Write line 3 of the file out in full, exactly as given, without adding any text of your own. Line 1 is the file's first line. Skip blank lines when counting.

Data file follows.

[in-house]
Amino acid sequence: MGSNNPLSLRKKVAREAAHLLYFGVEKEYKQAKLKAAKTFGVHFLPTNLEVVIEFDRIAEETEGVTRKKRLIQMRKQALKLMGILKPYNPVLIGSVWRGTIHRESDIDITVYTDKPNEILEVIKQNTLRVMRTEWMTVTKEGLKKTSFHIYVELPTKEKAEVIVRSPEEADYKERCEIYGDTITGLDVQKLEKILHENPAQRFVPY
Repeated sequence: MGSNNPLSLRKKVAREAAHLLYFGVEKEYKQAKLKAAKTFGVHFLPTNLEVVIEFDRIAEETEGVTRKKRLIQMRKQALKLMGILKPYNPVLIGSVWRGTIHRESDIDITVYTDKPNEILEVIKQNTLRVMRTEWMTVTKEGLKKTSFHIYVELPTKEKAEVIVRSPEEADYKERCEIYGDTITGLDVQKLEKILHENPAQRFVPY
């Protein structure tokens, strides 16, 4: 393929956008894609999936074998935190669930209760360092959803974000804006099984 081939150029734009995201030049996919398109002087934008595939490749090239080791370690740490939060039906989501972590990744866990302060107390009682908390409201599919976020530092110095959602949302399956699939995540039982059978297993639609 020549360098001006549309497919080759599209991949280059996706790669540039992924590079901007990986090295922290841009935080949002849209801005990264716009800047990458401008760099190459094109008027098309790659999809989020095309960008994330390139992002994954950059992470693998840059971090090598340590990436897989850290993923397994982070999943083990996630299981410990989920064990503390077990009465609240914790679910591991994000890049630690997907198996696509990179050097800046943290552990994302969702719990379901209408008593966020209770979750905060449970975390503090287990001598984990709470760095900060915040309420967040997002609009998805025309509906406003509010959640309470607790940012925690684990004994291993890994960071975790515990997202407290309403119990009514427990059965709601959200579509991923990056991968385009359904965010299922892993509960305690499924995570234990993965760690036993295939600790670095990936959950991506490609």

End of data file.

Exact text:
Repeated sequence: MGSNNPLSLRKKVAREAAHLLYFGVEKEYKQAKLKAAKTFGVHFLPTNLEVVIEFDRIAEETEGVTRKKRLIQMRKQALKLMGILKPYNPVLIGSVWRGTIHRESDIDITVYTDKPNEILEVIKQNTLRVMRTEWMTVTKEGLKKTSFHIYVELPTKEKAEVIVRSPEEADYKERCEIYGDTITGLDVQKLEKILHENPAQRFVPY